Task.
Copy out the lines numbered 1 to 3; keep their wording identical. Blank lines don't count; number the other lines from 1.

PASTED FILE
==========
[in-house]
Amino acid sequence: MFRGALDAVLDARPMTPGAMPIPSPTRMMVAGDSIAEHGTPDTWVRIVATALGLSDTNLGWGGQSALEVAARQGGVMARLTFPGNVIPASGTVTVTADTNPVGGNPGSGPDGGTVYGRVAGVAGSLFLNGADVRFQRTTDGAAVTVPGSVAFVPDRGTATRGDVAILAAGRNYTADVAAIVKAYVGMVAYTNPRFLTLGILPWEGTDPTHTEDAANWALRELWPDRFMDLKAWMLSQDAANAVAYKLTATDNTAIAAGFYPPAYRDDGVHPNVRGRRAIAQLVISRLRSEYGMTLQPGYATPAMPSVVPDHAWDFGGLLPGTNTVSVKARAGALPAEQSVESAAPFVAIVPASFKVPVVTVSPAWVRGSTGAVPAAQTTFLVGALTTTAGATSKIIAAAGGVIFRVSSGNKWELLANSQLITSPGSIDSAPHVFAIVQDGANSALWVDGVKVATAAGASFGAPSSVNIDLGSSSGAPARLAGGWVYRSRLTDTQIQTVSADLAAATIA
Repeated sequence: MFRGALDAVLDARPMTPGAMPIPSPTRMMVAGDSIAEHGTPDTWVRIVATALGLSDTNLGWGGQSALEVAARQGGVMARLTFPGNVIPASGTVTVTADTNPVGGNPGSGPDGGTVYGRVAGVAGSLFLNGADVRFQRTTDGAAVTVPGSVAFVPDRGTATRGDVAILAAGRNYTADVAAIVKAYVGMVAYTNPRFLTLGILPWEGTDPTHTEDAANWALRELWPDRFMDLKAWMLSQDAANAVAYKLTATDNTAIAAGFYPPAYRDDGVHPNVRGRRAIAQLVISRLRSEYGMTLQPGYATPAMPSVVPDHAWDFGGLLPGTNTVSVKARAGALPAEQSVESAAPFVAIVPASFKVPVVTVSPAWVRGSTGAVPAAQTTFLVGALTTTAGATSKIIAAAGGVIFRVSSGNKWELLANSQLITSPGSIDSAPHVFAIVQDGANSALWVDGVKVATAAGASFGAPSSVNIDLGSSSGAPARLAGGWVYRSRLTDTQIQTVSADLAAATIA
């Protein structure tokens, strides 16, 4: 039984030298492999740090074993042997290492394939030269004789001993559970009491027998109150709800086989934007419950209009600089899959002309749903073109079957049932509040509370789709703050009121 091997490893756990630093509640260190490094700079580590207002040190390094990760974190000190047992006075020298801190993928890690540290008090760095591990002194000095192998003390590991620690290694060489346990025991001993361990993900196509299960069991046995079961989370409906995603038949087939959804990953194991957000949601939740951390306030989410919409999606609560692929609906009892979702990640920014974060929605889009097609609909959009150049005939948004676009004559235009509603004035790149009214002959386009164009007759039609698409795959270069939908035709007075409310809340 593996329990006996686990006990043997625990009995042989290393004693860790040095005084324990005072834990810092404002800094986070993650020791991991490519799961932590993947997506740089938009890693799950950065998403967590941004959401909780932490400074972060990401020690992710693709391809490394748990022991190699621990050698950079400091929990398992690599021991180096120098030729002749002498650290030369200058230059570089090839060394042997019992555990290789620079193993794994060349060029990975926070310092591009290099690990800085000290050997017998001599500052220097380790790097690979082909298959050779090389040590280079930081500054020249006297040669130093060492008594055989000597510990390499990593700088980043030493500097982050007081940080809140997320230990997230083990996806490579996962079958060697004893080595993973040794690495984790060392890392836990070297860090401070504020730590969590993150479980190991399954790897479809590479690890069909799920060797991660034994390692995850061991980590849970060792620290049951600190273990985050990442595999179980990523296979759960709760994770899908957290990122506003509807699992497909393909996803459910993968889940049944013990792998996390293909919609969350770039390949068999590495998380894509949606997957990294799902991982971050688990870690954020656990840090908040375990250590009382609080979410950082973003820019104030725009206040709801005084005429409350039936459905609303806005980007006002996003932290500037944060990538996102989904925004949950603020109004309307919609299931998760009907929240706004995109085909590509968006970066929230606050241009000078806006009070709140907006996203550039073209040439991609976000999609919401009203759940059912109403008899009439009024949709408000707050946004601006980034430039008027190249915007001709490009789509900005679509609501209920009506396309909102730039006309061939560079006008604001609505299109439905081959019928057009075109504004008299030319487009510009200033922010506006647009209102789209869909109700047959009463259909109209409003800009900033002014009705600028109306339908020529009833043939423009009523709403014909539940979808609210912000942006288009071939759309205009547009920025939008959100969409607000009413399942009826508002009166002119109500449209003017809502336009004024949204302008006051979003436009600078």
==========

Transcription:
[in-house]
Amino acid sequence: MFRGALDAVLDARPMTPGAMPIPSPTRMMVAGDSIAEHGTPDTWVRIVATALGLSDTNLGWGGQSALEVAARQGGVMARLTFPGNVIPASGTVTVTADTNPVGGNPGSGPDGGTVYGRVAGVAGSLFLNGADVRFQRTTDGAAVTVPGSVAFVPDRGTATRGDVAILAAGRNYTADVAAIVKAYVGMVAYTNPRFLTLGILPWEGTDPTHTEDAANWALRELWPDRFMDLKAWMLSQDAANAVAYKLTATDNTAIAAGFYPPAYRDDGVHPNVRGRRAIAQLVISRLRSEYGMTLQPGYATPAMPSVVPDHAWDFGGLLPGTNTVSVKARAGALPAEQSVESAAPFVAIVPASFKVPVVTVSPAWVRGSTGAVPAAQTTFLVGALTTTAGATSKIIAAAGGVIFRVSSGNKWELLANSQLITSPGSIDSAPHVFAIVQDGANSALWVDGVKVATAAGASFGAPSSVNIDLGSSSGAPARLAGGWVYRSRLTDTQIQTVSADLAAATIA
Repeated sequence: MFRGALDAVLDARPMTPGAMPIPSPTRMMVAGDSIAEHGTPDTWVRIVATALGLSDTNLGWGGQSALEVAARQGGVMARLTFPGNVIPASGTVTVTADTNPVGGNPGSGPDGGTVYGRVAGVAGSLFLNGADVRFQRTTDGAAVTVPGSVAFVPDRGTATRGDVAILAAGRNYTADVAAIVKAYVGMVAYTNPRFLTLGILPWEGTDPTHTEDAANWALRELWPDRFMDLKAWMLSQDAANAVAYKLTATDNTAIAAGFYPPAYRDDGVHPNVRGRRAIAQLVISRLRSEYGMTLQPGYATPAMPSVVPDHAWDFGGLLPGTNTVSVKARAGALPAEQSVESAAPFVAIVPASFKVPVVTVSPAWVRGSTGAVPAAQTTFLVGALTTTAGATSKIIAAAGGVIFRVSSGNKWELLANSQLITSPGSIDSAPHVFAIVQDGANSALWVDGVKVATAAGASFGAPSSVNIDLGSSSGAPARLAGGWVYRSRLTDTQIQTVSADLAAATIA